The buildings on the streets, by contrast were very narrow (some were only 1 room wide) and tall. See pics. Found out that the reason was that the property taxes are based upon the street frontage the building has. So the people adapted with narrow buildings, but deep and tall. Stairs are usually in the back of the building.
Visited the Temple of literature that was dedicated to Confucius (Who was from South China that used to be part of Vietnam many years ago). This was a place of higher learning started in 1076 AD (National University) and was churning medical doctors and philosophers, poets etc; all learning was based on Confucius thinking. Interesting place, with interesting people there.
In general, found that hardly any people in Hanoi speak English. However, they are friendly and willing to help with directions etc when asked. Many of the women riding motorcycles, completely covered themselves with clothing, presumably to reduce sun exposure. Lots of motorcycles everywhere, but less than in Saigon, as Saigon has 8 million motorcycles for a population of 12 million people. Hanoi has 4 million motorcycles, for a population of 7 million. Cost of motorcycles/scooters varies between $2k (Japanese) to $1k (Vietnamese made) to $400 (Chinese). Cars have 250% import duty.
The Old Qtr of Hanoi is the busy bustling area where all commerce takes place in little streets and gulley’s, with hundreds of little shops carrying tons of merchandize. Different areas of the old Qtr specialized in different trades e.g. all shoe vendors were all in one area. There were areas for shoes, silversmiths, florists, clothing, silk material, etc etc. Found good food and cold, sweet coconut water for $1. Also found the Al Noor Mosque. For those that cannot get enough shopping during the day, there is a night market along one long street that goes north-south through the center of the Old Qtr that was road blocked to cars and motorcycles. This was very busy indeed, mostly with locals.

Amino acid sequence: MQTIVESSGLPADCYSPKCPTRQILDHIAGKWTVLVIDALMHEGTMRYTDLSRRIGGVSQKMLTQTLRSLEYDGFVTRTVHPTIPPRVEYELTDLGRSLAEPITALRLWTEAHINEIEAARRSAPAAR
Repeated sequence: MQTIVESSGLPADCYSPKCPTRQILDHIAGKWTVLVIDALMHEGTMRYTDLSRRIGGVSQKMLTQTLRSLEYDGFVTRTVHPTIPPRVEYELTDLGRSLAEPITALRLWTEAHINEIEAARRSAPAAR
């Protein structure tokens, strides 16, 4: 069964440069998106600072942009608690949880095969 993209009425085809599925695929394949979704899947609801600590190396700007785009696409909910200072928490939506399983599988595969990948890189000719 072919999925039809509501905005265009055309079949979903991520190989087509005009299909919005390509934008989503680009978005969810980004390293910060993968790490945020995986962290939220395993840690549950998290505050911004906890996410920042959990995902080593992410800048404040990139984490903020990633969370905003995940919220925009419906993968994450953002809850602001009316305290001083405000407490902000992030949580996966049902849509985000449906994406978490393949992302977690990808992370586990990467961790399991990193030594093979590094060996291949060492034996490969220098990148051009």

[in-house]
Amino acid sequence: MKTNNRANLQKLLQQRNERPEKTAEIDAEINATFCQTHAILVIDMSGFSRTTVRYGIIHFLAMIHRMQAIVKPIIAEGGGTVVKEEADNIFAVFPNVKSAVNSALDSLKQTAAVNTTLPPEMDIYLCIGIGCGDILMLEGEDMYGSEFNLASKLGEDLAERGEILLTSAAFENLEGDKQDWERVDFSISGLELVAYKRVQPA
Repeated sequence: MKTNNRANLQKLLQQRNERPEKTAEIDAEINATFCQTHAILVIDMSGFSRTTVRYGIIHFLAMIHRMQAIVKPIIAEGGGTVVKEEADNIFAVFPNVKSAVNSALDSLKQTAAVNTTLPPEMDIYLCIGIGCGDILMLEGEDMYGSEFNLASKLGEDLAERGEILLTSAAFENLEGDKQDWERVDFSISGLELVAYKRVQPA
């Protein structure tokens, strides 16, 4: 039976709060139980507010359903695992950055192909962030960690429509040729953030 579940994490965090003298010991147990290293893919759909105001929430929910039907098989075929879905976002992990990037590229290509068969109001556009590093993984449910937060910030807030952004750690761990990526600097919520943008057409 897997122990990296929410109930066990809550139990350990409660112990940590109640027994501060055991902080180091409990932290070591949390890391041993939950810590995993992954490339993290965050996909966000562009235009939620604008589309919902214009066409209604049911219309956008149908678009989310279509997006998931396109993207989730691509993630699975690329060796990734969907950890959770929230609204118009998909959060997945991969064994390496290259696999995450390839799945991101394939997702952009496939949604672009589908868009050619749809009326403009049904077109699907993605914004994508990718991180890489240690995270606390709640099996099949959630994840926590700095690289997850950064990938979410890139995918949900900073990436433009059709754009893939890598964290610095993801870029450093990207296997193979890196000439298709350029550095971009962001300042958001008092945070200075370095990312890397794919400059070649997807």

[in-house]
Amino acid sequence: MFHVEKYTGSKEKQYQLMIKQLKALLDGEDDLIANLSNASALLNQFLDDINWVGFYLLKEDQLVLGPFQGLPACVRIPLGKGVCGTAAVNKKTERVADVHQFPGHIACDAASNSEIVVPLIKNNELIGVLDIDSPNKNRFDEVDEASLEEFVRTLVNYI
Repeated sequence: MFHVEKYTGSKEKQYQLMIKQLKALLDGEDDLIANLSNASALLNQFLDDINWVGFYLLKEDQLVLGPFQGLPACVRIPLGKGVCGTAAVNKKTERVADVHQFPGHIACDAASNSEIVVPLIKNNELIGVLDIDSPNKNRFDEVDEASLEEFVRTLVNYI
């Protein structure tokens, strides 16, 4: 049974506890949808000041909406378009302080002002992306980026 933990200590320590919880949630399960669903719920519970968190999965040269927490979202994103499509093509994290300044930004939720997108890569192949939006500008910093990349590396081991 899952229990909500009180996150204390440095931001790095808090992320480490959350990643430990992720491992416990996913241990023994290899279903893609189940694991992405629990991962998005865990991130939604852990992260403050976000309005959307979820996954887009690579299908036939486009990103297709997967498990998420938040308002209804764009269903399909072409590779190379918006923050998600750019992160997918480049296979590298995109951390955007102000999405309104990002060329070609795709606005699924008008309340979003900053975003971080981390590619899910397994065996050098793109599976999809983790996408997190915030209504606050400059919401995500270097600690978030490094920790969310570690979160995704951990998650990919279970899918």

Asked about where we could get fresh beer (microbrewery), and were told to go down one particular street to get “Bia Hoi” or fresh beer. Went there and found the place to be very busy and crowded. Just then, the police arrive just then in 2 small trucks, and started confiscating the small plastic tables, chairs and steel kegs of whoever they could catch selling Bia Hoi. Most of the seller of Bia Hoi had disappeared by this time; however, a few unfortunate vendors could not escape in time and had their stuff confiscated. Apparently, selling Bia Hoi is not legal and hence the police sweeps. Within less than 10 mins after the cops had departed, most of the Bia Hoi vendors came back and set up their stalls on the sidewalks. Sat down and had several Bia Hoi’s and peanuts. In Hanoi, the fresh beer was more expensive than in Saigon or Hoi An; it was 5,000 Dong in Hanoi (25 cents ); good tasting beer.
Water puppet theatre is supposed to be good here, but when we got there, it was sold out (plenty of foreigner tourists milling around waiting for opening time).
Next day, went off to Ha Long Bay for an overnight cruise on a junk-like boat.This entry was posted in Asia, Thailand-Cambodia-Vietnam July 2012